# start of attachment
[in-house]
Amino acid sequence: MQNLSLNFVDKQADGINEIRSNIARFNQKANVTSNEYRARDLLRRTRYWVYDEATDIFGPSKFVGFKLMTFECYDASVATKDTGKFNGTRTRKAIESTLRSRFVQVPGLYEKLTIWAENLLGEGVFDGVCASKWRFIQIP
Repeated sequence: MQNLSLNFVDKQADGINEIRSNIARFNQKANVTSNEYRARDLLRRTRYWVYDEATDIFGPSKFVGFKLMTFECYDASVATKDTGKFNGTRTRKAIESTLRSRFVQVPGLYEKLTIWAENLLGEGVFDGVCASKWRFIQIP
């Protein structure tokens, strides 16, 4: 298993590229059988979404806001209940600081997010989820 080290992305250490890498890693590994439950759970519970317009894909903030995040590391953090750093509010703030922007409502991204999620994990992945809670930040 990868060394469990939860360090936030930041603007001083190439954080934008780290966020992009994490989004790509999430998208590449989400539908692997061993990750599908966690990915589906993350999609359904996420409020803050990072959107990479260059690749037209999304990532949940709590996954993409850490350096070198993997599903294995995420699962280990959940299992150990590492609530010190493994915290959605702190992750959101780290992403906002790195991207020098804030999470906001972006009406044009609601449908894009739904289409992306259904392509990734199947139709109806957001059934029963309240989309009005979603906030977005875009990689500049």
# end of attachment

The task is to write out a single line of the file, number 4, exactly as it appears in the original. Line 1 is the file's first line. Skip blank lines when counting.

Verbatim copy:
């Protein structure tokens, strides 16, 4: 298993590229059988979404806001209940600081997010989820 080290992305250490890498890693590994439950759970519970317009894909903030995040590391953090750093509010703030922007409502991204999620994990992945809670930040 990868060394469990939860360090936030930041603007001083190439954080934008780290966020992009994490989004790509999430998208590449989400539908692997061993990750599908966690990915589906993350999609359904996420409020803050990072959107990479260059690749037209999304990532949940709590996954993409850490350096070198993997599903294995995420699962280990959940299992150990590492609530010190493994915290959605702190992750959101780290992403906002790195991207020098804030999470906001972006009406044009609601449908894009739904289409992306259904392509990734199947139709109806957001059934029963309240989309009005979603906030977005875009990689500049």